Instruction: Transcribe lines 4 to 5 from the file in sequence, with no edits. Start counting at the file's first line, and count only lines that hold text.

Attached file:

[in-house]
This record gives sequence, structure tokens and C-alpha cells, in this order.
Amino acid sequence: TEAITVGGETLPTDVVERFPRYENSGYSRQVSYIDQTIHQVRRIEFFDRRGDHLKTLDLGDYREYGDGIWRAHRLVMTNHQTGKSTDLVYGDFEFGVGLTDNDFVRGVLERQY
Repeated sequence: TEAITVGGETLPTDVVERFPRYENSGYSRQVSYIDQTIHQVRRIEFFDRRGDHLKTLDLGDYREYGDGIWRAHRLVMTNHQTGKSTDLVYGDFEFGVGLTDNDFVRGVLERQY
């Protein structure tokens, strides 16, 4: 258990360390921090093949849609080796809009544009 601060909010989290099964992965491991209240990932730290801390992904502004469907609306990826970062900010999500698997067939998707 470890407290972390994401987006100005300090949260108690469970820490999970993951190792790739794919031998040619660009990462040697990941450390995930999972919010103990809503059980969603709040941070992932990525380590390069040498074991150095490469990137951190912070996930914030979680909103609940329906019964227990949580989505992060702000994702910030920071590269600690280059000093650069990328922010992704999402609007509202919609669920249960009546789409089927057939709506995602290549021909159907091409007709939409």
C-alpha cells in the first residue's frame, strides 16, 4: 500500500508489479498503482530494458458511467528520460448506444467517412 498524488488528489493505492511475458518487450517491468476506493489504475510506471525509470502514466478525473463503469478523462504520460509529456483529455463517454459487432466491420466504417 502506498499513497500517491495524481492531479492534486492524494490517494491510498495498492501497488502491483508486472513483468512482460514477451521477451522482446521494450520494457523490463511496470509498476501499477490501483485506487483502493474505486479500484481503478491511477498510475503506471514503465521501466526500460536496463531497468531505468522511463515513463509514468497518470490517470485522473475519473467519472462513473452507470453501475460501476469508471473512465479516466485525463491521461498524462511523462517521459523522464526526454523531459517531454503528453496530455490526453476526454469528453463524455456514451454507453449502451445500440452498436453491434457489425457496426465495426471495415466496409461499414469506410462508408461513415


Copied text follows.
Repeated sequence: TEAITVGGETLPTDVVERFPRYENSGYSRQVSYIDQTIHQVRRIEFFDRRGDHLKTLDLGDYREYGDGIWRAHRLVMTNHQTGKSTDLVYGDFEFGVGLTDNDFVRGVLERQY
């Protein structure tokens, strides 16, 4: 258990360390921090093949849609080796809009544009 601060909010989290099964992965491991209240990932730290801390992904502004469907609306990826970062900010999500698997067939998707 470890407290972390994401987006100005300090949260108690469970820490999970993951190792790739794919031998040619660009990462040697990941450390995930999972919010103990809503059980969603709040941070992932990525380590390069040498074991150095490469990137951190912070996930914030979680909103609940329906019964227990949580989505992060702000994702910030920071590269600690280059000093650069990328922010992704999402609007509202919609669920249960009546789409089927057939709506995602290549021909159907091409007709939409």